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Crime, class and law enforcement

July 29, 2006

Re "The LAPD and the myth of the 'warrior cop,' " Current, July 23

As a resident of the neighborhood east of Robertson Boulevard, I take issue with Heather MacDonald's statement: "Equally specious is the allegation that the department cares more about wealthy neighborhoods than poor." After three young people were gunned down on our streets in three days, The Times printed the statistics ("Killing Highlights Brutal Border," July 14). Last year, there were 121 assaults and robberies east of Robertson -- and no assaults and only one robbery on the west side of Robertson, "where the choicest real estate approaches Beverly Hills standards."

The Los Angeles Police Department does have Compstat, a crime-mapping system, in place. The reality is, when it comes to putting patrol cars on the streets, the wealthy demand and get a police presence, while the poor end up with blood on the streets.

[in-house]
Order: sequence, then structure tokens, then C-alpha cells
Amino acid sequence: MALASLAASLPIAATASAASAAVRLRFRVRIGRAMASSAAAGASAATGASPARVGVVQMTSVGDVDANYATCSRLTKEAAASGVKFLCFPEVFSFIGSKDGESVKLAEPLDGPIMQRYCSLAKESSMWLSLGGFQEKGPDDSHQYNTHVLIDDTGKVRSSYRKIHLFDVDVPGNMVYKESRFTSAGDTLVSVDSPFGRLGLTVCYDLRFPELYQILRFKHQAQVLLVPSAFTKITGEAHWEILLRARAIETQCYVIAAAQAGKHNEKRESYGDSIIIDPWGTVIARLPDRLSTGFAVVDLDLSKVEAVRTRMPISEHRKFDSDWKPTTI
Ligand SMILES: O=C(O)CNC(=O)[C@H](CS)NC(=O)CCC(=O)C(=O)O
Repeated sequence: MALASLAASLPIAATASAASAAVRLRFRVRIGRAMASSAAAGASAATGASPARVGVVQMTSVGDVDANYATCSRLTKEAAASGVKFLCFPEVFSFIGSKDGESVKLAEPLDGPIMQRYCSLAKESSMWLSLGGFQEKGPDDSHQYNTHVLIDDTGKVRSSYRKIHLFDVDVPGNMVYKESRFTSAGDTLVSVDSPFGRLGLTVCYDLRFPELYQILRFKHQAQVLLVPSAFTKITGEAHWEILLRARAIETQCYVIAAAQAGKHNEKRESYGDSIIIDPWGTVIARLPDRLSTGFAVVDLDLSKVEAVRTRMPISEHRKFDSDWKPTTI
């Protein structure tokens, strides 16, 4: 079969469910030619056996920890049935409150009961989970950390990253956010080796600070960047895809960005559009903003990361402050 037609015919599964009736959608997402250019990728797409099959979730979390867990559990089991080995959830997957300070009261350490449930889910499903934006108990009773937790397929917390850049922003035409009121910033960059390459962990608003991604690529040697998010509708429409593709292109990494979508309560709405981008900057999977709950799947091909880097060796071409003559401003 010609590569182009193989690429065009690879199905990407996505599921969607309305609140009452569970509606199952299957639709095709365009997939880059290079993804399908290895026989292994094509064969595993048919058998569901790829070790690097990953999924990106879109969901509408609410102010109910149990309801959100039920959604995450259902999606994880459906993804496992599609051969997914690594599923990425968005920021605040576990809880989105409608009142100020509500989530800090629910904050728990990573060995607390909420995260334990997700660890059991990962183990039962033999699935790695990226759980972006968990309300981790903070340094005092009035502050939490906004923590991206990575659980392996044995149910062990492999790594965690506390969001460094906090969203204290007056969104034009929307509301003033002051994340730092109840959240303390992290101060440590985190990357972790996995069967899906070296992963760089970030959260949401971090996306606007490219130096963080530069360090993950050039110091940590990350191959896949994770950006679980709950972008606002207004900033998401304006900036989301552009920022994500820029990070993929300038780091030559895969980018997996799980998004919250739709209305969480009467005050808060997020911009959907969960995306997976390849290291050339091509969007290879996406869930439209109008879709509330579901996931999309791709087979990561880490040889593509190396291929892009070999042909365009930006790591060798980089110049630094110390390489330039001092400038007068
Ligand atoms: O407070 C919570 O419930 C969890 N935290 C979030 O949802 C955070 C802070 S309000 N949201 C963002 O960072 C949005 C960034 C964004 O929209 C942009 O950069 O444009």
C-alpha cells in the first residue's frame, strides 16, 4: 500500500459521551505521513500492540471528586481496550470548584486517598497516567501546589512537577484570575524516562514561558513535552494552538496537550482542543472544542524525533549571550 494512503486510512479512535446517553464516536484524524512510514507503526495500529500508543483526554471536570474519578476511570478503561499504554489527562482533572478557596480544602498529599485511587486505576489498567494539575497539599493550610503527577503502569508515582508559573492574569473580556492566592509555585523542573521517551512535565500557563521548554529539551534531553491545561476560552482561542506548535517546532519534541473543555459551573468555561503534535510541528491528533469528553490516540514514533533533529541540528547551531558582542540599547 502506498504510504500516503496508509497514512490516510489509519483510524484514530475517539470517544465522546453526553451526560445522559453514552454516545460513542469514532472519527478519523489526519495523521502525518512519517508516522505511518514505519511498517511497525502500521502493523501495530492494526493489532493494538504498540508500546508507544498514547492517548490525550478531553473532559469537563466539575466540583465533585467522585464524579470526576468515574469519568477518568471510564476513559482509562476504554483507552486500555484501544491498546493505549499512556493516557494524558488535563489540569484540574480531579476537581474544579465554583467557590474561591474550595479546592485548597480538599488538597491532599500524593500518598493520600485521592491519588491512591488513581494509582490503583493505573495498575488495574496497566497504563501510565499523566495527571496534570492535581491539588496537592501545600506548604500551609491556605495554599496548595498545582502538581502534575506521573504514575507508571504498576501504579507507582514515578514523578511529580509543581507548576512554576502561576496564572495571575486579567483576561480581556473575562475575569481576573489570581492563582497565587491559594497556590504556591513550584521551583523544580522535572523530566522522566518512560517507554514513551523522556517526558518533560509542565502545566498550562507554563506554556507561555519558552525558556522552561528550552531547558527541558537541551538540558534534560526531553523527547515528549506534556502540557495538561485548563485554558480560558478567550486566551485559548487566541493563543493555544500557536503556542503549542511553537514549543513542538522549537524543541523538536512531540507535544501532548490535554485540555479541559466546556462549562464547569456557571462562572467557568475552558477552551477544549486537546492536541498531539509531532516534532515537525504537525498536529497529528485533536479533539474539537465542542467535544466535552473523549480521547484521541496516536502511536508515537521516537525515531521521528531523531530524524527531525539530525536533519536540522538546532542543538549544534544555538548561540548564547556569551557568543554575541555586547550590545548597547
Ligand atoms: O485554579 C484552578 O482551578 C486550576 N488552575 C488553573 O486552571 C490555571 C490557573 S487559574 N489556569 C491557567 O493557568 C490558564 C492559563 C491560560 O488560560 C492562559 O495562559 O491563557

MICHELE WYTKO

Los Angeles

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This article was a breath of fresh air. It would have been even better if it explained what "proactive cops" are in real-life terms. Having 33 years in the department, I will tell you. They know that 90% of the crime is caused by 10% of the crooks. They use any probable cause, no matter how trivial, to legally stop anyone they believe or know is a gang member or crook. These cops get in the shootings and altercations you read about. They knowingly place themselves in jeopardy to make a difference. Proactive cops look for bad guys, stop them legally and put them in jail for anything they can.

Proactive cops are the reason that crime goes down. Answering radio calls does not make crime go down; putting bad guys in jail does. Proactive cops treat citizens professionally because it is the right thing to do and the citizens are their best source of information.

If Los Angeles wants to decrease crime and make itself a safer city, then it should do what every study has recommended: increase the size of the department.

MARK J. SAVALLA

Altadena

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